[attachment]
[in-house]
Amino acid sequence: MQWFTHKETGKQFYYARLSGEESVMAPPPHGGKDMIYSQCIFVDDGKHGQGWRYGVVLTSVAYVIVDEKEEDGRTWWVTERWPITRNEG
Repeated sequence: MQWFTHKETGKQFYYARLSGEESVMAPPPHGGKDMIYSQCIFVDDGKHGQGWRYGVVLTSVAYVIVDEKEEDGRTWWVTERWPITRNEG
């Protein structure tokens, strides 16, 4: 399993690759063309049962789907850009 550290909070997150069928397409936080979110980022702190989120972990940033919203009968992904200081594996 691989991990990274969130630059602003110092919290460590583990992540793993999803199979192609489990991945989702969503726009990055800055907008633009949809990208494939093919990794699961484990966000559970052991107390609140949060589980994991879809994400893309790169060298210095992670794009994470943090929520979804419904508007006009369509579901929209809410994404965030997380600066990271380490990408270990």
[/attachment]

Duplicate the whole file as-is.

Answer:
[in-house]
Amino acid sequence: MQWFTHKETGKQFYYARLSGEESVMAPPPHGGKDMIYSQCIFVDDGKHGQGWRYGVVLTSVAYVIVDEKEEDGRTWWVTERWPITRNEG
Repeated sequence: MQWFTHKETGKQFYYARLSGEESVMAPPPHGGKDMIYSQCIFVDDGKHGQGWRYGVVLTSVAYVIVDEKEEDGRTWWVTERWPITRNEG
């Protein structure tokens, strides 16, 4: 399993690759063309049962789907850009 550290909070997150069928397409936080979110980022702190989120972990940033919203009968992904200081594996 691989991990990274969130630059602003110092919290460590583990992540793993999803199979192609489990991945989702969503726009990055800055907008633009949809990208494939093919990794699961484990966000559970052991107390609140949060589980994991879809994400893309790169060298210095992670794009994470943090929520979804419904508007006009369509579901929209809410994404965030997380600066990271380490990408270990």